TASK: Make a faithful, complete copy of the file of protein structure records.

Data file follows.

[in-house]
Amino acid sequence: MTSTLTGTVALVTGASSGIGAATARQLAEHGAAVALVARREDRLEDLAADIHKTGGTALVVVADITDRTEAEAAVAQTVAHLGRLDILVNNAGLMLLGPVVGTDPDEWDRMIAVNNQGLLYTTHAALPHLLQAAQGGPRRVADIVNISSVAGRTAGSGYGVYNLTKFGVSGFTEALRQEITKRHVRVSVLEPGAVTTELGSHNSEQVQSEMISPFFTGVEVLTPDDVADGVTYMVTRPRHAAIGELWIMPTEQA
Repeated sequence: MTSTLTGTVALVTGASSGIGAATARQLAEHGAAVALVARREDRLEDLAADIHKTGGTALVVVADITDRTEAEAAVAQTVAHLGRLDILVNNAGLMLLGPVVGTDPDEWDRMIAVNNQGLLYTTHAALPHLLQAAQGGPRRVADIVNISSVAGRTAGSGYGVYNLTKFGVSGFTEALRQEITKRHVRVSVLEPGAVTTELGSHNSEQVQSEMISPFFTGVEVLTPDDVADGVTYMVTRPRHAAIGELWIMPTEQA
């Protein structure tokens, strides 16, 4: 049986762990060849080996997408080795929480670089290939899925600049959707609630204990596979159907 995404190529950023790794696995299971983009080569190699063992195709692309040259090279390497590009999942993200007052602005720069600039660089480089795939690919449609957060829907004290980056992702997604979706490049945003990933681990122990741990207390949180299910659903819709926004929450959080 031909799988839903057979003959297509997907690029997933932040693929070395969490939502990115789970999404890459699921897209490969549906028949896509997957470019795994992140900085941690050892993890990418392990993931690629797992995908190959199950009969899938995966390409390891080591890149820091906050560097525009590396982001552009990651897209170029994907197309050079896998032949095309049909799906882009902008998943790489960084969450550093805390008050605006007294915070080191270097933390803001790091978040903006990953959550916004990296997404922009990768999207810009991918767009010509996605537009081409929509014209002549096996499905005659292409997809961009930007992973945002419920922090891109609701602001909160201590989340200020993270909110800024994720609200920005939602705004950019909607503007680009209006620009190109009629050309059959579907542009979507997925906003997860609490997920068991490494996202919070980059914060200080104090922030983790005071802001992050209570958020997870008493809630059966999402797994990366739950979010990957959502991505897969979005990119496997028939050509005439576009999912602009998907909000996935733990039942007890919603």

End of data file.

[in-house]
Amino acid sequence: MTSTLTGTVALVTGASSGIGAATARQLAEHGAAVALVARREDRLEDLAADIHKTGGTALVVVADITDRTEAEAAVAQTVAHLGRLDILVNNAGLMLLGPVVGTDPDEWDRMIAVNNQGLLYTTHAALPHLLQAAQGGPRRVADIVNISSVAGRTAGSGYGVYNLTKFGVSGFTEALRQEITKRHVRVSVLEPGAVTTELGSHNSEQVQSEMISPFFTGVEVLTPDDVADGVTYMVTRPRHAAIGELWIMPTEQA
Repeated sequence: MTSTLTGTVALVTGASSGIGAATARQLAEHGAAVALVARREDRLEDLAADIHKTGGTALVVVADITDRTEAEAAVAQTVAHLGRLDILVNNAGLMLLGPVVGTDPDEWDRMIAVNNQGLLYTTHAALPHLLQAAQGGPRRVADIVNISSVAGRTAGSGYGVYNLTKFGVSGFTEALRQEITKRHVRVSVLEPGAVTTELGSHNSEQVQSEMISPFFTGVEVLTPDDVADGVTYMVTRPRHAAIGELWIMPTEQA
């Protein structure tokens, strides 16, 4: 049986762990060849080996997408080795929480670089290939899925600049959707609630204990596979159907 995404190529950023790794696995299971983009080569190699063992195709692309040259090279390497590009999942993200007052602005720069600039660089480089795939690919449609957060829907004290980056992702997604979706490049945003990933681990122990741990207390949180299910659903819709926004929450959080 031909799988839903057979003959297509997907690029997933932040693929070395969490939502990115789970999404890459699921897209490969549906028949896509997957470019795994992140900085941690050892993890990418392990993931690629797992995908190959199950009969899938995966390409390891080591890149820091906050560097525009590396982001552009990651897209170029994907197309050079896998032949095309049909799906882009902008998943790489960084969450550093805390008050605006007294915070080191270097933390803001790091978040903006990953959550916004990296997404922009990768999207810009991918767009010509996605537009081409929509014209002549096996499905005659292409997809961009930007992973945002419920922090891109609701602001909160201590989340200020993270909110800024994720609200920005939602705004950019909607503007680009209006620009190109009629050309059959579907542009979507997925906003997860609490997920068991490494996202919070980059914060200080104090922030983790005071802001992050209570958020997870008493809630059966999402797994990366739950979010990957959502991505897969979005990119496997028939050509005439576009999912602009998907909000996935733990039942007890919603």